The Weekly Eater

By Nadine Kam

Thursday, December 5, 1996

The menu’s
never boring
at Tsuru Diner

NOT a day goes by that customers of Tsuru Diner don't feel threatened. Today just might be the day that co-owner Betty Pang decides to strike Garlic Ahi or some other favorite entree from her menu. No, she's not being cruel. She's just exercising her artistic license.

"Some people come in and they order the same thing every time, like Hamburger Steak. I can't do that. And if everyday I'm cooking the same thing I would get bored," says the Hong Kong-born chef.

And, as Pang's husband, Earl Yonemura, says, "The menu's on computer. It's easy to change!"

Thus new specials appear. Old ones disappear. But not to worry; after a brief hiatus, old favorites often make a comeback.

But before you drop in, let's make a deal. If you want to try Tsuru, go on your dog's, cat's, fish's, guinea pig's or bird's birthday. The diner is not fancy enough to suggest dropping in on your own birthday, and too much business all at once would overwhelm the little mom-and-pop operation.

THE diner specializes in stir-fry cooking. Many homestyle dishes start with lots of onions browned in wok over high heat, as in Garlic Ahi ($6.75 regular; $4.25 mini), which is cut into bite-size pieces and miraculously, cooked tender. It's unusual to find cooked ahi that's not dry.

Shrimp ($6.50) also gets stir-fried with onions, green peppers and a light black bean sauce.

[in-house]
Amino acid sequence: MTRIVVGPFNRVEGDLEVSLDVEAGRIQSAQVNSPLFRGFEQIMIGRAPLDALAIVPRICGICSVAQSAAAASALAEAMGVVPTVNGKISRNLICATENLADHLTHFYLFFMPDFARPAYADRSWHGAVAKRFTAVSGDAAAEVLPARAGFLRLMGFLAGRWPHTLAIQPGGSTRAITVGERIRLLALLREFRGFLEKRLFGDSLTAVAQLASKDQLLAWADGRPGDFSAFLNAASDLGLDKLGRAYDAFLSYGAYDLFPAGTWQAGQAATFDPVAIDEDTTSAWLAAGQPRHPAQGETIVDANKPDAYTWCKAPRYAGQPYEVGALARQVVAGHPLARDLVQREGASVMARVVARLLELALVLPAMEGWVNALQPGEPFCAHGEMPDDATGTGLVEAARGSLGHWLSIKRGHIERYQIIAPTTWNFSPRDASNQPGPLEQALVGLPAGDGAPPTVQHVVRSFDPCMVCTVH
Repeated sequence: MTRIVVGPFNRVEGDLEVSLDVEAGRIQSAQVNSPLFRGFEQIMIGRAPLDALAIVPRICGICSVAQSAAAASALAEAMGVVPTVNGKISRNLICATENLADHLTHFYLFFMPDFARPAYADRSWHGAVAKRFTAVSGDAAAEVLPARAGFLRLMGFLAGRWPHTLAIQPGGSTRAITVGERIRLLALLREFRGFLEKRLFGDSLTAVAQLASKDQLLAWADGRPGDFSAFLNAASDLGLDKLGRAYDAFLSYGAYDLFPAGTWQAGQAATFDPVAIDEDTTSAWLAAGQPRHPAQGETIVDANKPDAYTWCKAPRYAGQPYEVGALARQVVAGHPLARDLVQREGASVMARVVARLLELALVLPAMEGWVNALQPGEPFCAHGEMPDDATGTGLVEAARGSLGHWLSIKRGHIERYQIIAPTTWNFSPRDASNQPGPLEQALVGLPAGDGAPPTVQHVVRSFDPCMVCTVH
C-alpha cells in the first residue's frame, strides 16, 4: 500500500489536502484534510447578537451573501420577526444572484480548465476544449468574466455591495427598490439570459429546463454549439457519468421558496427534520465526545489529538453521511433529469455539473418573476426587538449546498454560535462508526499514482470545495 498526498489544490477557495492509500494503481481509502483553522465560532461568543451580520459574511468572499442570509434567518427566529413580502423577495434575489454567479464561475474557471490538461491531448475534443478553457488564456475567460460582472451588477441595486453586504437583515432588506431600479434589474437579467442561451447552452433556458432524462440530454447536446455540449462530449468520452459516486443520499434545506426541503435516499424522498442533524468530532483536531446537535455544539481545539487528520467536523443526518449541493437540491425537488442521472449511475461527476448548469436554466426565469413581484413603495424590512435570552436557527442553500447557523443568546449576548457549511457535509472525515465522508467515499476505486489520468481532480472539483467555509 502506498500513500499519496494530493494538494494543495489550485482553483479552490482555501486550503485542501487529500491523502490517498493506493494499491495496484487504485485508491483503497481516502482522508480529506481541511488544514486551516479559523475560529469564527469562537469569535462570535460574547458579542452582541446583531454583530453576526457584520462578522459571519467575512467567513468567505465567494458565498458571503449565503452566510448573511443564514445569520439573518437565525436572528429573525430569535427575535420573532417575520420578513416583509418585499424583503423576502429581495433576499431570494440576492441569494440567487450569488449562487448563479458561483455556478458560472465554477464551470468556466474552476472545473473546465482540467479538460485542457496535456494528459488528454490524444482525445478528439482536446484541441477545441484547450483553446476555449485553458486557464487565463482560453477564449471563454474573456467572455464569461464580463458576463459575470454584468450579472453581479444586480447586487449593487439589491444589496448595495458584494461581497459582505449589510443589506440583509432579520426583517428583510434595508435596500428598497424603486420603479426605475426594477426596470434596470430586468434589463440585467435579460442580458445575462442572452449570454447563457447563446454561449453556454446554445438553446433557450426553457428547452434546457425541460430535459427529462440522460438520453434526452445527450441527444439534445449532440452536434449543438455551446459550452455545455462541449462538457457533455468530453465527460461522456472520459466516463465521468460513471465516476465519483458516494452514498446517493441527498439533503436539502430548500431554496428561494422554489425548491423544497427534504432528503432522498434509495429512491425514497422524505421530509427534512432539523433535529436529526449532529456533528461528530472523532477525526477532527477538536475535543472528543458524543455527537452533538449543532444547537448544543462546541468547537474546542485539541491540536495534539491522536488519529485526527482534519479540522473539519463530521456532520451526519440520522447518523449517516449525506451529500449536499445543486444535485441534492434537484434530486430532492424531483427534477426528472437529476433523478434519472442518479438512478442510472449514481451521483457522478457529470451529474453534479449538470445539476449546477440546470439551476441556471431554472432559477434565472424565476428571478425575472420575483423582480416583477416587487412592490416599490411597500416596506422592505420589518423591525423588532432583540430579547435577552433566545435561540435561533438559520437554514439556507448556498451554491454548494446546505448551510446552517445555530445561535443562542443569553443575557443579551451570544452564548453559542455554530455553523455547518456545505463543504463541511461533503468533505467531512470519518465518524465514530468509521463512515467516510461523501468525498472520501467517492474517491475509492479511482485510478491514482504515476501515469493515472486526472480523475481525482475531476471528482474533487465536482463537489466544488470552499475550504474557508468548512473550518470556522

There's truth behind the moniker "Snooz You Looz" Teriyaki Steak ($6.25 regular; $3.75 mini). Chances are if you come in for dinner, there might be none left since it often disappears with the lunch crowd. The regular size plate looks like a platter with the meat cut into large, uniform strips and neatly arranged on a bed of cabbage. Rice comes in a separate bowl, to leave as much space on the plate as possible for the sweet teriyaki.

Macadamia Nut Chicken ($6.75/$4.25) is breaded with panko and nuts, deep-fried katsu style, then served with a refreshing pineapple sauce. The chicken is even better served Portuguese style, an occasional special served with a fiery sauce of onions, tomato and peppers.

Pang insists on using chicken thighs, juicier and more flavorful than breast meat. To help safeguard customers' health ,though, she carefully removes all the skin and fat.

As simple as the offerings may seem, such as with "Camping Time" Canned Corn Beef with Cabbage ($5.95/$3.45) or Pork with Purple "Palama" Eggplant ($5.95), Pang puts a lot of thought into what she puts on the table.

"I like to play with food. I read cookbooks. I go to seminars. I eat a lot in restaurants."And although she'd like to put Italian and Thai dishes on the menu, she's not sure her customers would allow it.

"People grow up with their own food. No matter what, a local person's gonna eat Spam and eggs. I grew up in Hong Kong and I still prefer my porridge, the rice soup (jook) for breakfast.

"Some things on my menu, like the oxtail soup, I don't even eat, but people here, they crazy about it. If it's very tasty food, local people like it."

So if Pang wants to take a break from Garlic Ahi for a while, I'd say, if she gives you what you want most of the time, she deserves a break some of the time.

Tsuru Diner

Where: 525 Kapahulu Ave. at Herbert Street
Hours: 9 a.m. to 2:30 p.m. and 5:30 to 9 p.m. Monday through Saturday
Prices: Less than $15 for two for lunch or dinner
Call: 732-4610

Nadine Kam's restaurant reviews run on Thursdays. Reviews are conducted anonymously and paid for by the Star-Bulletin. Star ratings are based on comparisons of similar restaurants:

- excellent;
- very good, exceeds expectations;
- average;
- below average.

To recommend a restaurant, write: The Weekly Eater, P.O. Box 3080, Honolulu, Hawaii 96802. Or send e-mail to

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